I’m A Bit Worried About Starlink: Battle For Atlas

Out of all of Ubisoft’s games, the one that’s the closest to launching is the intriguing space shooter, Starlink: Battle for Atlas. It’s due out on October 16, and after spending about 20 minutes with the game, I’m a little worried.

The floor demo at Gamescom gave people to experience two broad parts. The first was getting to grips with the physical figurines – although as my British colleague Laura pointed out after a closed-doors demo, there are versions of Starlink that are digital-only, if that’s more your style.

But the version of Starlink I played had a slot attached to the JoyCon grip where you slipped your chosen character into. After that point, you picked the chassis of your ship, which went over the top. The wings then affix into the side, and because you’re not restricted to a particular type of wing, you can have all sorts of weird combinations.

The weapons then plug into the wings; each weapon has an elemental or energy type, so you’ll want some consideration here. But the actual process of plugging the parts in is pretty fun, and kids should have no issues putting all of this stuff together.

But then you get to the combat.

My demo started in space, and the nearby staffer quickly motioned to the atmosphere of a nearby planet. Holding down R activates a boost – think No Man’s Sky kind of acceleration – and down to the surface I went.

There’s two types of flight modes: either you’re flying mid-air as per usual, or scooting along the ground, in instances where the atmosphere isn’t suited or enemies have occupied the area.

It’s briefly explained that there’s an extractor in the area, although the build I played lacked the amount of exposition shown in the E3 video above. Still, it’s not hard to identify what you need to do: take out all the enemies, then take out supporting structures on the side, before pumping several rounds of missiles into the glowing red orb in the centre of the extractor.

Eventually it’ll recover, close up, and then you repeat the process three or four times.

It’s pretty derivative as far as combat design, but it does give you plenty of opportunity to dodge, roll and burst your way out of enemies. This part of Starlink is actually fantastic: you can pop X for a quick shield, pop B to jump up (since you’re in the flight mode that’s restricted to the ground), and A gives you an an extra dodge.

Blend the three together and the movement is actually pretty fun. It’s the kind of game you could quite easily play thoughtlessly, just rolling about while you pump lead/missiles/energy bolts into targets. The circle strafing reminds me of playing the old Quake campaigns, just dancing around enemies for fun.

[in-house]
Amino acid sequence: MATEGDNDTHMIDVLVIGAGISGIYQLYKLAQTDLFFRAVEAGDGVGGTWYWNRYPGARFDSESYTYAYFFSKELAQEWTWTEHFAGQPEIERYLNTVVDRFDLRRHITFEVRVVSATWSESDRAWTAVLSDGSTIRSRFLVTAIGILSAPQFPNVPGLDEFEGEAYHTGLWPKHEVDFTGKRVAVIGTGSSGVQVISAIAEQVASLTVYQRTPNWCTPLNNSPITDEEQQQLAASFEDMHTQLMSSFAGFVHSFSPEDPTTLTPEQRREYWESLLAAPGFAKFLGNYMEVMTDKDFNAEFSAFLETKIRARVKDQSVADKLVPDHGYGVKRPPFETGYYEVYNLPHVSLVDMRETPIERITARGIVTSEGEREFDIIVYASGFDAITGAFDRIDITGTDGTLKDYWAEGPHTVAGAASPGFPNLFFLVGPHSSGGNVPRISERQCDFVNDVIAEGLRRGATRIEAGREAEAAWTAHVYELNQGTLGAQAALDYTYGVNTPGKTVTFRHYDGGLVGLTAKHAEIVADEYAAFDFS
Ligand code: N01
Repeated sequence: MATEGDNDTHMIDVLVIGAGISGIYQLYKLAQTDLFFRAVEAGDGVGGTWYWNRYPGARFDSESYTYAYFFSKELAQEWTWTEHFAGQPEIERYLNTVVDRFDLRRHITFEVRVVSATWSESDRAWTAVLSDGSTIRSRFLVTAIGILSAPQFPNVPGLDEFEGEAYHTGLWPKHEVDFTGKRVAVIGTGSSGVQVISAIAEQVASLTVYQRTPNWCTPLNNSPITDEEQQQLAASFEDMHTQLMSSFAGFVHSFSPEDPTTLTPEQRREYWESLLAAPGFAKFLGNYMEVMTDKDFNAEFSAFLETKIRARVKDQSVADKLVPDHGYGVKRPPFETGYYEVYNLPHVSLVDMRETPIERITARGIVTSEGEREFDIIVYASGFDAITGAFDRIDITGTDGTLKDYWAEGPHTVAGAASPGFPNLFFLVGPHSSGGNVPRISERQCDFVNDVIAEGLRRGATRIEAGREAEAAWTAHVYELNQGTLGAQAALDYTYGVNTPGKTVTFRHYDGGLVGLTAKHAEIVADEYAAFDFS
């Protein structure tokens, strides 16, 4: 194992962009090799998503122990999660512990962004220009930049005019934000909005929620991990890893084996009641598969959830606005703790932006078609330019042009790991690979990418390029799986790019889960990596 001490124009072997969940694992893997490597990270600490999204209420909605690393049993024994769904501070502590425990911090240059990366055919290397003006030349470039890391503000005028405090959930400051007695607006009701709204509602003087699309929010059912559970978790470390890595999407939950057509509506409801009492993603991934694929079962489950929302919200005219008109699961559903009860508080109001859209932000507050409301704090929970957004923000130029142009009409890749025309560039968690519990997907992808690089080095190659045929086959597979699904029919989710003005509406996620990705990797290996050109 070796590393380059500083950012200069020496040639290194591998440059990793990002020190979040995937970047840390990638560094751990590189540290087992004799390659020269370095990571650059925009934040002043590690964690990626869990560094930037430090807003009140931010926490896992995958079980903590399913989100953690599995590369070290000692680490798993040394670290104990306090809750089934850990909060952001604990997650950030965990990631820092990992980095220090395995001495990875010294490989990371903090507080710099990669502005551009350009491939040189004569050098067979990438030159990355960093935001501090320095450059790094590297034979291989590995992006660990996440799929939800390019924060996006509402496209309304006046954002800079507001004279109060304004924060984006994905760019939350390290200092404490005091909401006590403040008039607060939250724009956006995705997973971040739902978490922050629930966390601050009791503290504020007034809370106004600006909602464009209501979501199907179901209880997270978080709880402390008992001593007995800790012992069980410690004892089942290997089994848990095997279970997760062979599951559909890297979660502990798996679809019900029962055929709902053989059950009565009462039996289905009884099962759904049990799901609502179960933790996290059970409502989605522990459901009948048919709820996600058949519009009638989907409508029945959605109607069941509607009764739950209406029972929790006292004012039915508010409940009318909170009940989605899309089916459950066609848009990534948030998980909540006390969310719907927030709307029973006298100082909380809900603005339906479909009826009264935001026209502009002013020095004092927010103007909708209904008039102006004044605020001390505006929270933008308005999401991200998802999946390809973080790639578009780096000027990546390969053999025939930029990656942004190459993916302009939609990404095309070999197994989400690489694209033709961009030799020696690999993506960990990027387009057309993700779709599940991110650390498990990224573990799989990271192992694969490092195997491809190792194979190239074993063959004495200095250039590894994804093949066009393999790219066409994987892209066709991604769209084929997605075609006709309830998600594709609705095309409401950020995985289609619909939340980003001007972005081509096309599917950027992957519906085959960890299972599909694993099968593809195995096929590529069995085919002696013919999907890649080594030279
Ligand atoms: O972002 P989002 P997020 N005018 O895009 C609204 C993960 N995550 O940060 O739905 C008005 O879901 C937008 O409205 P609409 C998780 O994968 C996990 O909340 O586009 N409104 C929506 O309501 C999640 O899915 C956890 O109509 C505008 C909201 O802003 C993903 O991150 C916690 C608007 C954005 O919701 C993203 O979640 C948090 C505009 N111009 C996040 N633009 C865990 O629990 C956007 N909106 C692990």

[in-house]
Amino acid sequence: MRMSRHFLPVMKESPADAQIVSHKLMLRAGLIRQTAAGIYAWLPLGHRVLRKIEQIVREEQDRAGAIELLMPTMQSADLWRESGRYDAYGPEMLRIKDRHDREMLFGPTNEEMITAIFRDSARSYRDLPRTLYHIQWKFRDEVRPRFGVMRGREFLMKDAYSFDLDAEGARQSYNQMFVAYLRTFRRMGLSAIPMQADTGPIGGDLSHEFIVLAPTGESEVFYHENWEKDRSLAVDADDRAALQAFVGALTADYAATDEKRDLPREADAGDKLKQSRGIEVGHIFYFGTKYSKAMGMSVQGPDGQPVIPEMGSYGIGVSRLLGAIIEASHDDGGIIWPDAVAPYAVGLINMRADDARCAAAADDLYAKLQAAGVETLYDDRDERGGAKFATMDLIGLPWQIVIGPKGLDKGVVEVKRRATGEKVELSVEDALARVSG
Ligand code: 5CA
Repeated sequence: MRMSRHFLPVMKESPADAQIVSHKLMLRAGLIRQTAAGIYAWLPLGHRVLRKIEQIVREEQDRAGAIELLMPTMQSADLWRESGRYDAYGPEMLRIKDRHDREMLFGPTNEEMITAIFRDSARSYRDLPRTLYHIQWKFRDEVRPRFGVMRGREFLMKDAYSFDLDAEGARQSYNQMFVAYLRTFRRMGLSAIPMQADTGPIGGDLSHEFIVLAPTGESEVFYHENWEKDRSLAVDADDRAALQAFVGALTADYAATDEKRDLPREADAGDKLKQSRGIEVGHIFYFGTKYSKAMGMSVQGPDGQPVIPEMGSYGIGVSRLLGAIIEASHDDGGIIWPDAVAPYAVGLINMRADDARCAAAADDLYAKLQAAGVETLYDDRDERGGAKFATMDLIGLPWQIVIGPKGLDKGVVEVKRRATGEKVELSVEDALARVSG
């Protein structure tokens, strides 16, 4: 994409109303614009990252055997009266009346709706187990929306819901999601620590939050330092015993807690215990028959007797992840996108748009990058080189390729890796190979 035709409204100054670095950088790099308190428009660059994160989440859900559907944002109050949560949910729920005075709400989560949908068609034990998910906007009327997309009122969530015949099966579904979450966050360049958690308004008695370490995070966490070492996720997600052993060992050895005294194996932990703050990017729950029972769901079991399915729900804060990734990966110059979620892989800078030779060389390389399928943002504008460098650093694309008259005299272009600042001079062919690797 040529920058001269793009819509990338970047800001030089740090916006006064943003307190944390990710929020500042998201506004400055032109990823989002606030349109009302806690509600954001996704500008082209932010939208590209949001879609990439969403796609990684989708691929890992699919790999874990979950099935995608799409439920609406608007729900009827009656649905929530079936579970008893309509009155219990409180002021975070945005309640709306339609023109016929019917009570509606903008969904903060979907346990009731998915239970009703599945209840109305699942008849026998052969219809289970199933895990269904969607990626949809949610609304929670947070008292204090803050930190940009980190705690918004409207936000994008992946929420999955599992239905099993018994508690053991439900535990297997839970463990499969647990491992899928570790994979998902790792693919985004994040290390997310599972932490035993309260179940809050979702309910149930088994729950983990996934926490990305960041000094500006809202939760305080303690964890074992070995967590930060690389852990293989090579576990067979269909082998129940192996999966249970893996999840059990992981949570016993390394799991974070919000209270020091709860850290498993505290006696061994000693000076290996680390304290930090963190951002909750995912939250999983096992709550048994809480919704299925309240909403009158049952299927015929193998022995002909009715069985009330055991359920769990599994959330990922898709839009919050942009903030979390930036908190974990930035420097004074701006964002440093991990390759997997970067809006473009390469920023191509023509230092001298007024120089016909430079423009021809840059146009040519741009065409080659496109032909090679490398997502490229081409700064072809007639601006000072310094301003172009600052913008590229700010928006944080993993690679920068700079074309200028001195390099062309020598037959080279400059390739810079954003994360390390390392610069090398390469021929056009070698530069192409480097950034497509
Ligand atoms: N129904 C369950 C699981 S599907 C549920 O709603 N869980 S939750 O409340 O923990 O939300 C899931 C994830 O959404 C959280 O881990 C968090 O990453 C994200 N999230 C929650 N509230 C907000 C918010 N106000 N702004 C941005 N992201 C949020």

The problem I have with Starlink is the performance. The build I played noticeably struggled to maintain a smooth frame rate, and the visual quality – in docked mode – was low enough that you could comfortably make out jaggy and blocky textures. In instances where you’re fighting larger bosses, where multiple attacks are on-screen and you’ve got the extra effects from shielding and quick dodges, the game looks really low-res.

It’s the sort of thing that makes me wonder if Starlink might not be better suited to a handheld only mode. Games that deploy dynamic resolution on the Switch as a way of maintaining frame rate can often look worse on the big screen, since it makes the lack of anti-aliasing and texture quality more apparent.

You do lose the fun of having the toy attached to the JoyCon grip while you play, although you can download any ship in-game and customise it without having the physical burden. (Starlink will charge users for the digital version of each ship, but from Laura’s reporting it’s not possible to play with a physical version of the ship, save the configuration, and then reuse that without having the ship attached – you’d have to build the ship from scratch in-game.)

From a practical standpoint, playing in handheld and having the physical model – tapping via the NFC chip on the JoyCons – might be the best way to go. For one, the ships are well made and they’re fun to play with. It’s also much faster to customise the ships physically.

Outside of all of this, the demo I played didn’t really give me a great sense of purpose. I blew up plenty of robots without much trouble, and the mechanics were enjoyable enough, but I’m still left without a sense of purpose. The demo didn’t feature any of the exploration elements in Starlink; there was none of the research and discovery that open-world space games thrive on.

So I’m still curious to see how that functions. On the flipside, Switch players can alleviate some of the low-res issues by playing in handheld mode. And while you lose some of the toys-to-life fun on other platforms, Starlink should have no such performance problems on PC or consoles when it launches on October 16.

This is a game that’s perfect for kids though (and Star Fox fans, if we’re being honest). And as a result, the Switch version seems the one they’re most likely to interact with – and for those fans, I’m a bit worried.

But the game isn’t out yet, the dodging and shooting mechanics hold up well, and the traversal from outer space to the planet surface works just fine. I’m not sure how Starlink binds the rest of the game together, but we’ll find out in a couple of months.

The author travelled to Gamescom as a guest of Nvidia.

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